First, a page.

Diabetes (type 1) - Bioscience Americas

Diabetes (type 1)

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What is Diabetes Type 1 ?

Diabetes is the disease affecting the metabolism of glucose.  Glucose is required by the body’s cells for energy production and normal functioning. This glucose comes in the blood from the food we eat and is carried to the cellular level by an important hormone known as insulin.  Once the meal is consumed by the body, it breaks down into glucose and other nutrients which are then absorbed in the bloodstream from the gastrointestinal tract.  This glucose is then transferred from the blood stream to the cells.  Diabetes develops when the body either can’t prepare insulin or can’t respond to the insulin.  Diabetes can be mainly differentiated into two broad categories such as Type 1 & Type 2.

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Type 1 diabetes also known as insulin dependent diabetes or juvenile diabetes, when the pancreatic ability to produce insulin is reduced.

How prevalent is Diabetes Type 1?

In 2013, 9.3% of children were determined to be suffering from Juvenile diabetes. In general, diabetes remains the seventh leading cause of death globally. The rates of diagnosed diabetes on the basis of race and ethnic background are:

  • 5% Non-Hispanic or white adults
  • Less than 1% of Asian Adults
  • 8% of Hispanics
  • 2% of Non-Hispanic blacks
  • 9% of American Indians/Alaskan Natives

Factors responsible for Juvenile Diabetes:
Various risk factors for the development of juvenile diabetes such as age, race, sex, geographical location and seasonality have been reviewed and confirmed.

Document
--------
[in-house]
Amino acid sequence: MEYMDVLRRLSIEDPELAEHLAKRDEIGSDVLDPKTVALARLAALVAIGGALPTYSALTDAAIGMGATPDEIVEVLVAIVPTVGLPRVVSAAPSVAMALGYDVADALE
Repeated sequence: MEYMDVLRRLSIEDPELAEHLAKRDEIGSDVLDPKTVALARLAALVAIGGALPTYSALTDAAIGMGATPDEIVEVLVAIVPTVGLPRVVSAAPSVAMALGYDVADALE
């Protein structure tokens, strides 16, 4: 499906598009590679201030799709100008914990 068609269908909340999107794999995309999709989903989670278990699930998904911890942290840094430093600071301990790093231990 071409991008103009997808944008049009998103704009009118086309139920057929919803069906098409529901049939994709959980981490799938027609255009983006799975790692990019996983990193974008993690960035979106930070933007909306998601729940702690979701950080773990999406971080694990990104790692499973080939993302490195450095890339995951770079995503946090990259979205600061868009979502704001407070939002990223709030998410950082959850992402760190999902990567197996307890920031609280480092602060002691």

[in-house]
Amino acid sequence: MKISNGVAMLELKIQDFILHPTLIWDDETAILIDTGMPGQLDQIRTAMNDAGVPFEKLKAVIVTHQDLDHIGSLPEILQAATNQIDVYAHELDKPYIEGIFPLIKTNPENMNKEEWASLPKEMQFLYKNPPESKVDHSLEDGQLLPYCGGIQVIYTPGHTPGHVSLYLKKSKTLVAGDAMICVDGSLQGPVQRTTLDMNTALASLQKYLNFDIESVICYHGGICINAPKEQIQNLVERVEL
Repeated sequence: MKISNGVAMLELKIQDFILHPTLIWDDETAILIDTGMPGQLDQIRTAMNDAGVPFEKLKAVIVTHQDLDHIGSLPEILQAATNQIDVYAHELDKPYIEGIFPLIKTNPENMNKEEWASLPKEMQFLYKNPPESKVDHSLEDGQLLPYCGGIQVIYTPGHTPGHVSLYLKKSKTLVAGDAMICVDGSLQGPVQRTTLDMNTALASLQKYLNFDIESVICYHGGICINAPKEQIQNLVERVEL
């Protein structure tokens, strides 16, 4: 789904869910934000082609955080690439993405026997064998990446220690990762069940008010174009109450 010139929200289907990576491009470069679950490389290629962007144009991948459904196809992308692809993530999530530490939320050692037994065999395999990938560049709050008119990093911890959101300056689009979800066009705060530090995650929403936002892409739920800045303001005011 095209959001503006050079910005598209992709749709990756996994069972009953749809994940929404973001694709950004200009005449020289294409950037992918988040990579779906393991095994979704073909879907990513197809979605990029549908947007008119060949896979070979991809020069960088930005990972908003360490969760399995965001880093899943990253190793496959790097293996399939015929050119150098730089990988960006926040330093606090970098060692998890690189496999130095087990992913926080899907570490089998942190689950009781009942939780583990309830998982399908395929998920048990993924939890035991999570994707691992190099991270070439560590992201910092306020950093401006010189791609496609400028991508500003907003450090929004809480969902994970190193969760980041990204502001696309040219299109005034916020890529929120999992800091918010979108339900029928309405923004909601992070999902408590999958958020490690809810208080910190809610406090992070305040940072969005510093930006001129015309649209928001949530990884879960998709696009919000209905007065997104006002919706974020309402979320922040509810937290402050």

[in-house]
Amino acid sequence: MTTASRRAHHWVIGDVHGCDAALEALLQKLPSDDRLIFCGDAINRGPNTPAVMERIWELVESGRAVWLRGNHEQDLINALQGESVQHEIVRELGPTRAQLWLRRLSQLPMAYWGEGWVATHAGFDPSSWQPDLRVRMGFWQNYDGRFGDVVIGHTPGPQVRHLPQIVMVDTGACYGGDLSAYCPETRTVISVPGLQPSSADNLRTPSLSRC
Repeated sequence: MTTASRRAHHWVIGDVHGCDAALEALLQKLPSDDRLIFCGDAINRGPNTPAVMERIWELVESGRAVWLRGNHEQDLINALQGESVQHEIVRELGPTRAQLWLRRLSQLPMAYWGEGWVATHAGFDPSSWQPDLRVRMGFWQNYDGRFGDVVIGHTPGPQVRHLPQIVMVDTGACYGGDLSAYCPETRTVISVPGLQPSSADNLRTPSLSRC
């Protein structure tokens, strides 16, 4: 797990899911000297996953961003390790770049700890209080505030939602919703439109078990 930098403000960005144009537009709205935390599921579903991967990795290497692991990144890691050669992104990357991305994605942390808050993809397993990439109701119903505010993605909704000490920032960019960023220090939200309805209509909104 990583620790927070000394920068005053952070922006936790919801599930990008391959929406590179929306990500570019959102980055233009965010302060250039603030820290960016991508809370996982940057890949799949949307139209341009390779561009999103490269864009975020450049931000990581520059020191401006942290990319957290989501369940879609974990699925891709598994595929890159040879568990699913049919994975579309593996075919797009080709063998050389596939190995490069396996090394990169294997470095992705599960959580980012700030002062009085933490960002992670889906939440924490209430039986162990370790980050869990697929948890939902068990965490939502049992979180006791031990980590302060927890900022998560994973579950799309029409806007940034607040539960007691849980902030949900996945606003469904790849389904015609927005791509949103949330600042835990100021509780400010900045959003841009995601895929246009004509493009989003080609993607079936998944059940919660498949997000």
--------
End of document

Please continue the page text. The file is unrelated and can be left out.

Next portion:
• Age – Age is the major risk factor accounting for more than 85% of all the diabetes cases of patients less than 20 years of age. In general, the incidence rate is progressively observed by birth and increase in age. However, an increasing incidence of the disease has been detected between the age group of 10-14 years.
  • Gender – It has been evidently observed that girls are less susceptible to autoimmune diseases than boys. However, the cases of juvenile diabetes are found to be equally affecting irrespective of gender discrimination.
  • Genetic – The expressions of some of genes are known to be responsible for the susceptibility to diabetes type 1. Of the multiple genes implicated, the HLA class II complex on chromosome 6 are considered to be the prime cause.
  • Geography – The incidence tends to increase for people who are living away from the equator. For instance, those who are living in Finland are known to be having higher rates as compared to people living in Venezuela.

Apart from these stated above many other factors are known to be responsible for the higher incidence of Juvenile Diabetes such as:

Exposure to certain viruses such as EB virus, Mumps and Cytomegalovirus.

  • Early exposure to cow’s milk.
  • Low vitamin D levels.
  • Drinking water containing many pesticides such as nitrates.
  • Introduction of cereals or gluten in the diets of babies.
  • The preeclampsia of the mother.
  • Being born with jaundice.

Symptoms Associated with Type 1 Diabetes:

The signs and symptoms of Type 1 Diabetes can come on quickly and may include:

  • Increased thirst
  • Frequent urination.
  • Bedwetting.
  • Extreme hunger.
  • Unintended weight loss.
  • Irritability and mood swings.
  • Fatigue and weakness.
  • Blurred vision.
  • Vaginal yeast infection in females.

Prognosis associated with Type 1 Diabetes:
Diabetes can be diagnosed generally with blood tests for examining blood sugar level at fasting and after meals. Apart from that many other examinations can help diagnose the problem at the early stage such as:

  • Skin and bones of the feet and legs are brittle or get numb.
  • Illness such as pneumonia.
  • Nausea or vomiting.
  • Mouth odor.

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